This is really an image that could have been posted in the spring. From the look of the trees in the background, I feel safe in assuming that this image was probably taken in April or May. Ideally, firewood was cut in the middle of winter when the ground was frozen solid. This provided footing for the horses or oxen and made hauling or skidding logs out of the woods somewhat easier. Winter was also an excellent time for this sort of work because occupations like farming and fishing tended to have a bit more down time during the winter months. This time would have been spent in the woods chopping trees and preparing for the next winter. The trees themselves would have been cut into shorter lengths, split and left to dry until the Fall. When the weather got cold again, the wood would be brought inside to burn. In a pre-industrial age, the cycle of the seasons controlled many of the activities of those living in Annapolis County.
As one of those who still heats their home with wood, I can attest to the truth of the old adage that "wood heats you many times before you burn it". While the most labour intensive part of the process (cutting and chopping) is now done before the wood arrives at our house, there is still some needed work. I must admit that I find chopping wood by hand fun. I love the ring of the axe as it cuts through the wood. The blade sinks into the chopping block with a dull thud and pieces fall to either side. When done properly, chopping a block of wood almost feels effortless. While there is a visceral appeal to chopping wood, I am not sure that this appeal would continue if I were annually processing all of the wood we need for a winter (about 4 cords). Once the split wood has had the chance to spend the spring and summer drying outside, we stack it neatly under cover. During the winter, we usually bring about two weeks worth of wood inside at at a time. There are many times when we have been bringing the wood inside that I have decided that I was warm enough to take off my jacket on a cold winter day.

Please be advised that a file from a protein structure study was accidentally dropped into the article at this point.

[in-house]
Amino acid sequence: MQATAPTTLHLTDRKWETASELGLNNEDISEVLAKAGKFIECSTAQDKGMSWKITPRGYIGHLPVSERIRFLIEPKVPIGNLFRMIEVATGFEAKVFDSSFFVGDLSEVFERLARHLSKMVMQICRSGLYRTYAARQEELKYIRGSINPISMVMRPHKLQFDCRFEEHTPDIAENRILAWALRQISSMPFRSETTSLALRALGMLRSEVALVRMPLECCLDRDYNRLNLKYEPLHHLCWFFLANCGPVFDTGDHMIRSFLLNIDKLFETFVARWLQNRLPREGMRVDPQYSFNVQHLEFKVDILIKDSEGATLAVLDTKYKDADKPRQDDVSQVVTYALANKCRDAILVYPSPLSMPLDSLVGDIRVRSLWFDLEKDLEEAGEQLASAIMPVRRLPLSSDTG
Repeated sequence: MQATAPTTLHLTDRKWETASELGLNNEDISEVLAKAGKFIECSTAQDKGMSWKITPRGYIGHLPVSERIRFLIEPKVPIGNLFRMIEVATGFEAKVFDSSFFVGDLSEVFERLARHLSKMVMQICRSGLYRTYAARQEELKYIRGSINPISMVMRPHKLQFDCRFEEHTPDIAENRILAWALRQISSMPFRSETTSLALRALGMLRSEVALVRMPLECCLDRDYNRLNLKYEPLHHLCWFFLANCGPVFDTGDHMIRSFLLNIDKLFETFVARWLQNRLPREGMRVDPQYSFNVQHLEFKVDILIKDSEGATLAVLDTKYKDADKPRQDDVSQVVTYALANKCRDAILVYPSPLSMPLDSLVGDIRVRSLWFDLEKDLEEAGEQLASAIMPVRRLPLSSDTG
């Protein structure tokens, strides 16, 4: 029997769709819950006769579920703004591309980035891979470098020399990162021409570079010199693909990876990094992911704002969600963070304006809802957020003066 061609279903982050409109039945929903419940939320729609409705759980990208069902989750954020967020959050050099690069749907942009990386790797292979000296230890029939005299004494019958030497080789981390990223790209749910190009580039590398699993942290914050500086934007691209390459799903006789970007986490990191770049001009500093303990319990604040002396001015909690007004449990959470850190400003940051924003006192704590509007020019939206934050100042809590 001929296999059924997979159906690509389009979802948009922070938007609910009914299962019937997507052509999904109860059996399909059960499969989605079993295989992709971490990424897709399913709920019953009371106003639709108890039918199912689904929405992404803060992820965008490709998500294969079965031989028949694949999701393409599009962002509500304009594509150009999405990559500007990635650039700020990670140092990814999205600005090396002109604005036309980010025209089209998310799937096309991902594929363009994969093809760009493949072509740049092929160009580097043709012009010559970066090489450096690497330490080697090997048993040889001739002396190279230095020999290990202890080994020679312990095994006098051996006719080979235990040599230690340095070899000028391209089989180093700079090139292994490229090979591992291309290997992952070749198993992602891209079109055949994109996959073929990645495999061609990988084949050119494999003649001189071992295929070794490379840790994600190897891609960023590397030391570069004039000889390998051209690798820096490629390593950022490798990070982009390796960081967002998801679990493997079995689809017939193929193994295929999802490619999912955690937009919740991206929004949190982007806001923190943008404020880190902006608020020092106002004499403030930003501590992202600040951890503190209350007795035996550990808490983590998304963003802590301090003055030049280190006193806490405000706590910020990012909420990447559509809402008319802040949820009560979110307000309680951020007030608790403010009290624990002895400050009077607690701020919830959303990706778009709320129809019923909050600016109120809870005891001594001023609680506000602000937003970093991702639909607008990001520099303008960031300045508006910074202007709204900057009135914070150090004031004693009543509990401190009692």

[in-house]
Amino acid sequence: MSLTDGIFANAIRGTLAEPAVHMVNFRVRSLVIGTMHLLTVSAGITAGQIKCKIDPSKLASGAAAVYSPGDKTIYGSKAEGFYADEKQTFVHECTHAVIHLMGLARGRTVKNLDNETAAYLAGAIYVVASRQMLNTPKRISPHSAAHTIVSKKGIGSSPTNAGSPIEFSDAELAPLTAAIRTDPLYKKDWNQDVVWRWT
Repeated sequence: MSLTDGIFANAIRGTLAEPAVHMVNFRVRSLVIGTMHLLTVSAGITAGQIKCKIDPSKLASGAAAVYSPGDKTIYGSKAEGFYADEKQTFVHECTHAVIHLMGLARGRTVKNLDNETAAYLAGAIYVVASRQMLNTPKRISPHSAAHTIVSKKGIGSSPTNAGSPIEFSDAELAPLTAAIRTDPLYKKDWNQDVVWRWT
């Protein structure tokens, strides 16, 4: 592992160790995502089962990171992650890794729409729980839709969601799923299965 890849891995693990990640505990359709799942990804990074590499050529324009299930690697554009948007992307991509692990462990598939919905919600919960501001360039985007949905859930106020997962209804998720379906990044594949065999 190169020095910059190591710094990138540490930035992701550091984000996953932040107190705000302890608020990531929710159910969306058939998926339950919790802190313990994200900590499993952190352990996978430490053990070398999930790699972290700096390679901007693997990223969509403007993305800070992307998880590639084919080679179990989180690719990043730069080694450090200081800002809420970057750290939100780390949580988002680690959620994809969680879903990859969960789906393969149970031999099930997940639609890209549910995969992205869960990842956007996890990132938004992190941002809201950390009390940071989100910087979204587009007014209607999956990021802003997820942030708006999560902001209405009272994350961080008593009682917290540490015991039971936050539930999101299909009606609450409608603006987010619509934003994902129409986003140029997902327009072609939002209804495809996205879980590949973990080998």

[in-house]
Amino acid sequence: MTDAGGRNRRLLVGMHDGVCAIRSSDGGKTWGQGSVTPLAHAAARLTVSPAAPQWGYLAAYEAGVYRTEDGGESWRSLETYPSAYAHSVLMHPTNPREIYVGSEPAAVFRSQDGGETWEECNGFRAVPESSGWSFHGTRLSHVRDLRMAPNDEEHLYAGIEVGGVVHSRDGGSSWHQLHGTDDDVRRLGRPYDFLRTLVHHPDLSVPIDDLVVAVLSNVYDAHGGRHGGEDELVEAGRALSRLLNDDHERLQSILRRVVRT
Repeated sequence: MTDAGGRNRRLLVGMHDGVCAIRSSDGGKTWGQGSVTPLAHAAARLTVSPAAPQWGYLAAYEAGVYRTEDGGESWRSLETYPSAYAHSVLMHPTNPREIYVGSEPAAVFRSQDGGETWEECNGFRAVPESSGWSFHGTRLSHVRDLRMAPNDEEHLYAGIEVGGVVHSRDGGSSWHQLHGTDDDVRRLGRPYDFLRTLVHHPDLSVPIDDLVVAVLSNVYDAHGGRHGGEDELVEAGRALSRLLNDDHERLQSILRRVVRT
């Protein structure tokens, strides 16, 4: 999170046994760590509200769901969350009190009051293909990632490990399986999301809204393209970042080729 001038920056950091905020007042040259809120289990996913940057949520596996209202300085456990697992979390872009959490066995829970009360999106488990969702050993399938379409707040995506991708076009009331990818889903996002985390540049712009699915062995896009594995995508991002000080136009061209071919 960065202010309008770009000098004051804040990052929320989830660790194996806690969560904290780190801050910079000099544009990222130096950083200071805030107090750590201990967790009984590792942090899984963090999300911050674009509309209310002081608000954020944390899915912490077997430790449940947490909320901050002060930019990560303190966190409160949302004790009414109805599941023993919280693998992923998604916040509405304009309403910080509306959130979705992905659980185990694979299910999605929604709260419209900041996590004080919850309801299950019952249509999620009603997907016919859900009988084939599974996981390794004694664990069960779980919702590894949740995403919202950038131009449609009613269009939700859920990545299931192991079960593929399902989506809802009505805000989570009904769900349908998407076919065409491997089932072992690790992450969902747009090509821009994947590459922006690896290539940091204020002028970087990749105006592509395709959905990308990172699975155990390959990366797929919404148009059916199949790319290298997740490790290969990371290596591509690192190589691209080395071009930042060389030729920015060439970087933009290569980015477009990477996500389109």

The image itself comes from the Annapolis Heritage Society Archives. Unfortunately, I do not know the name of the gentleman in the photograph. Based on the type of photographic print, I believe that the image was taken in the 1930s.
All for now,